Founded in 2006 by San Antonio televangelist John Hagee, CUFI has met with some Jewish skepticism, largely because of controversial statements Hagee has made. He wrote in his book “Jerusalem Countdown” that it was “the disobedience and rebellion of the Jews, God’s chosen people, to their covenantal responsibility to serve only the one true God, Jehovah, that gave rise to the opposition and persecution that they experienced beginning in Canaan and continuing to this very day… Their own rebellion had birthed the seed of anti-Semitism that would arise and bring destruction to them for centuries to come.”

Some Jews have worried that under Hagee’s influence, CUFI founders might have a hidden agenda of working to entice diaspora Jews to return to Israel, where they could fulfill Christian prophecy about the ingathering of the Jews to Israel in order to usher in Armageddon and end times.

Stakelbeck vehemently denies this, citing the many Israelis and American Jewish leaders who have spoken at CUFI events as proof that his organization is sincerely devoted to the Jewish people.

As for his own passion for Israel, he points to his working-class upbringing in Philadelphia. His father, a factory electrician by trade, was an autodidact who loved to study biblical history.

“There was a reverence for Israel and the Jewish people in my home from a young age,” he recalled. “Dinner-table conversations with my dad had such a profound influence on my life. Listening to him talk about the Entebbe raid, Stalingrad, King David, he imparted that passion on to me.”

Stakelbeck found himself increasingly drawn to studying the roots of Islamic terror, especially after 9/11. He turned his passion into a profession, writing articles for David Horowitz’s right-wing journal FrontPage Magazine and, later, for journalist Steven Emerson’s Investigative Project on Terrorism. He later became an on-air reporter for CBN (Pat Robertson’s Christian TV network), appeared frequently on Fox News and wrote three books on the subject of radical Islamic terror.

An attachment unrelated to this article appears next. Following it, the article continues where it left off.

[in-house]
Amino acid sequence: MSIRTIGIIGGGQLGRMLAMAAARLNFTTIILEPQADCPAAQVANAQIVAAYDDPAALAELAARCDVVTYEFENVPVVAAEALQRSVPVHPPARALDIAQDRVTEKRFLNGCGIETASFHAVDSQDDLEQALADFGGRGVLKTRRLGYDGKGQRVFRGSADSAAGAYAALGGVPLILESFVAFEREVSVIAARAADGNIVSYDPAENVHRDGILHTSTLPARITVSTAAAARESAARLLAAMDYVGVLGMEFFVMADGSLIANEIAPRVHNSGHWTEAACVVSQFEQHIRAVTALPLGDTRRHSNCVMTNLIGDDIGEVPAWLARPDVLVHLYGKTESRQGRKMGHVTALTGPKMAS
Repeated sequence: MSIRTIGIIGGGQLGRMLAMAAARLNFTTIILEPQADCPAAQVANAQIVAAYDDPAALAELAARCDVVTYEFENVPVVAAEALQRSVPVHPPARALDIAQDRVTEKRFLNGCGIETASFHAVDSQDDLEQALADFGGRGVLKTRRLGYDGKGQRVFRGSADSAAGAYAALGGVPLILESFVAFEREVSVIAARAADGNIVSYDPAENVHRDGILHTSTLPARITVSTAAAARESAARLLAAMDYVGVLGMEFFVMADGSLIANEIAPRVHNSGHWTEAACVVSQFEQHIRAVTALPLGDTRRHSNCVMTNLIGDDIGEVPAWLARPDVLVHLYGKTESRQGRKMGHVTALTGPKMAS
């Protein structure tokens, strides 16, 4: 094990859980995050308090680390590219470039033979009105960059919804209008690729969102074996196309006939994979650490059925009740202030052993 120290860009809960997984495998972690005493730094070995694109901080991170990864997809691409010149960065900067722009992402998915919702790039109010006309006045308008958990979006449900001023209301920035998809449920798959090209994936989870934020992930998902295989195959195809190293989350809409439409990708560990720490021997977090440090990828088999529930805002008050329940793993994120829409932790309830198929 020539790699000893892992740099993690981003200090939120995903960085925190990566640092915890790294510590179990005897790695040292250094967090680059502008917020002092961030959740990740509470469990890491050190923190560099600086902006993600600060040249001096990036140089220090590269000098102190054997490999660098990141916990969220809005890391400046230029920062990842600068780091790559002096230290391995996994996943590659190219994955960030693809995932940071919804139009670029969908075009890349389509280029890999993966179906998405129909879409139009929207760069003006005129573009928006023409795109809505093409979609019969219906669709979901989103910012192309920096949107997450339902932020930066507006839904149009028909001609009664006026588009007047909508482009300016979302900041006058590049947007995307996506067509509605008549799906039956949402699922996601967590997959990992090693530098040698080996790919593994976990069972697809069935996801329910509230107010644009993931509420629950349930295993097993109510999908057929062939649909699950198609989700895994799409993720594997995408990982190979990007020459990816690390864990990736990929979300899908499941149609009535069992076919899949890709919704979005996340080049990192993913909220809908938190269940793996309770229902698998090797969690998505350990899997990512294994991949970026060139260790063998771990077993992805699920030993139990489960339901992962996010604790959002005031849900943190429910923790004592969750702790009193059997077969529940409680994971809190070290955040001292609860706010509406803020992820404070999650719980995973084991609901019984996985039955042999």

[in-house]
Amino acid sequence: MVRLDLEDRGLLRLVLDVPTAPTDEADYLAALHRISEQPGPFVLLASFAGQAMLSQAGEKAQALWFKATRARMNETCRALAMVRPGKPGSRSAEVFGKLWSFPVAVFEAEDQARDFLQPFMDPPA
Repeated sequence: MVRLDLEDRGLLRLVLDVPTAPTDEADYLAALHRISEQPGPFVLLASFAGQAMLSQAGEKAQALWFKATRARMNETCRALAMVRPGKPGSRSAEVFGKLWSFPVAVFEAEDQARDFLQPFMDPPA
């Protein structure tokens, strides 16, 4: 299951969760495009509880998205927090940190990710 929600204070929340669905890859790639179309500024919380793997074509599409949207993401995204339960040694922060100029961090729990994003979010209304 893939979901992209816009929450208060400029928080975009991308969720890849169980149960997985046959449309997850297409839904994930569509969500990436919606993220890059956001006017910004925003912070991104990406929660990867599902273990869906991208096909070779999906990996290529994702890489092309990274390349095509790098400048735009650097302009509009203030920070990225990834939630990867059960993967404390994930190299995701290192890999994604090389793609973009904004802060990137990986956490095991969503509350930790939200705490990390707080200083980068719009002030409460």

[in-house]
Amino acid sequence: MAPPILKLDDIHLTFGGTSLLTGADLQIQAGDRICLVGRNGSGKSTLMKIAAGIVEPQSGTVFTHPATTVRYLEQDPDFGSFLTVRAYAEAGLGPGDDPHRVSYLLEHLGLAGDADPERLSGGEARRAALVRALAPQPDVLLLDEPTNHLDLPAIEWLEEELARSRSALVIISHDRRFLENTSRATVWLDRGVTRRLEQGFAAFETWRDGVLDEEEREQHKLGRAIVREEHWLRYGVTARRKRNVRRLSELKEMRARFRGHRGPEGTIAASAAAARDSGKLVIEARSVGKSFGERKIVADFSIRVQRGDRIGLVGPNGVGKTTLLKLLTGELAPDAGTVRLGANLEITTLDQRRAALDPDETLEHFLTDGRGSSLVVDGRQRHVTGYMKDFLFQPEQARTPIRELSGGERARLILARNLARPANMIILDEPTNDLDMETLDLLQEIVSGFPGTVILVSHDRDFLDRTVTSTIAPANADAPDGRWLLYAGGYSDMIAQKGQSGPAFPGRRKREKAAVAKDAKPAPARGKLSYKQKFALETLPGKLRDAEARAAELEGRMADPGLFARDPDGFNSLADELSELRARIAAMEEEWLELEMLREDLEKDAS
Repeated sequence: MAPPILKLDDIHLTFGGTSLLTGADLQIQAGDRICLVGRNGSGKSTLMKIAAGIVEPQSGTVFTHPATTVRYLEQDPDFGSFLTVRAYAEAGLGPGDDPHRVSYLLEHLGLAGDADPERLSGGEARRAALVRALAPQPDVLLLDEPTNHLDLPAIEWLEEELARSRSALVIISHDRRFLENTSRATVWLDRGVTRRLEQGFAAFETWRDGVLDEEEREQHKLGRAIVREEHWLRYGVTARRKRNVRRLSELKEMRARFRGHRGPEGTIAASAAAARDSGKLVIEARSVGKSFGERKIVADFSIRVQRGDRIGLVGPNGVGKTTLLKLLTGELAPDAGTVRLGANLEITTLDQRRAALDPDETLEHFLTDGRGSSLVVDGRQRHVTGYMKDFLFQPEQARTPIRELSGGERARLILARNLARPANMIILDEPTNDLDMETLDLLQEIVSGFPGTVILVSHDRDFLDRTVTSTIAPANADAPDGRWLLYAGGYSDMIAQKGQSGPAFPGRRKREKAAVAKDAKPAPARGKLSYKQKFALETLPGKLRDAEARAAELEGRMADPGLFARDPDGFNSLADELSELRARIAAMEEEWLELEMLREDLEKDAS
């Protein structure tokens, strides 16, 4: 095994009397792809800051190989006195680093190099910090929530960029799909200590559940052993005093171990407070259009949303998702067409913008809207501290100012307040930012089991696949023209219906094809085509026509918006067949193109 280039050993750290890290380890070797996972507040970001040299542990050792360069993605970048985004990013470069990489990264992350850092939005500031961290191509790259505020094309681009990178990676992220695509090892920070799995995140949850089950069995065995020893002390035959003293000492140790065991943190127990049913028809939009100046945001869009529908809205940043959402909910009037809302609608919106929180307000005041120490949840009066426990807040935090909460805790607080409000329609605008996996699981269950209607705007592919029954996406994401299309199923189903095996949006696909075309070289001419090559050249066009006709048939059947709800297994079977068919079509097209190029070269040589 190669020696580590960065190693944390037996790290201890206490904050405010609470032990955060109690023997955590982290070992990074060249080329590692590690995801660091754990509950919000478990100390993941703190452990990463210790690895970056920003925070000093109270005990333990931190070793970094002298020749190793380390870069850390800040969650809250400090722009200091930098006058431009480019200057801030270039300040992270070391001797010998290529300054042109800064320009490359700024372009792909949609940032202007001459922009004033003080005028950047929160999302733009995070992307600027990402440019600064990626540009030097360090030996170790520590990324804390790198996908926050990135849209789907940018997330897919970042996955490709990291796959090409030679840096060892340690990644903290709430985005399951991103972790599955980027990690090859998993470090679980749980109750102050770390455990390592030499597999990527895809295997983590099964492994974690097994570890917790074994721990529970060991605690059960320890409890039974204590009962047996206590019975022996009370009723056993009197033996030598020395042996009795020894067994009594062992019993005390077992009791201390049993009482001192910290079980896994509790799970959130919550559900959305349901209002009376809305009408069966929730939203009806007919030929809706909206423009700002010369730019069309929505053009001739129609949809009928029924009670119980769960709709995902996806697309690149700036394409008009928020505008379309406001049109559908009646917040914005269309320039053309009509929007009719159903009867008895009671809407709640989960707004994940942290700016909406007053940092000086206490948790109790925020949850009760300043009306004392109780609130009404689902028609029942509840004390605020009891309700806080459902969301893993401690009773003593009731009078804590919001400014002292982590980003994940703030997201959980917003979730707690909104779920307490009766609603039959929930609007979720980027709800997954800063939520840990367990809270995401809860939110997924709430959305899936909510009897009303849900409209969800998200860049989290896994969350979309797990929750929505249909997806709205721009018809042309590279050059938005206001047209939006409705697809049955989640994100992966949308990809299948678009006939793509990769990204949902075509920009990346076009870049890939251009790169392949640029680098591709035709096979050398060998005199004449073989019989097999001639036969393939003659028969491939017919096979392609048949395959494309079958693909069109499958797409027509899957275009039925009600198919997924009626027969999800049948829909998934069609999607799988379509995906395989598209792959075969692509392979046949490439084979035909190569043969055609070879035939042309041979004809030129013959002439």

He joined CUFI early last year to launch “The Watchman” web series, which has uploaded more than 60 episodes.

Noting that support for Israel is slipping among Jewish millennials, Stakelbeck says the same phenomenon is trending among young evangelicals. It’s a trend he says CUFI addresses, in part, by taking young emerging Christian leaders on missions to Israel.

“They see the real challenges Israel faces on a daily basis, and they see what Israel is doing to try to coexist peacefully,” he said. “They’re coming back Zionists.”

Does he expect peace between Israel and its neighbors anytime soon? Not with the chaos rampant across the Muslim Middle East today. But he has faith in the promises he reads in the Bible. The Hebrew Bible.

“We’re a Genesis 12 organization,” he said, referring to CUFI. “We truly believe God will bless those who bless Israel and curse those who curse Israel. History bears that out. Even a secular person cannot deny all Israel’s enemies end up on the ash heap of history. Where are they today? And the Jewish people live.”

Dan Pine

Dan Pine is a contributing editor at J. He was a longtime staff writer at J. and retired as news editor in 2020.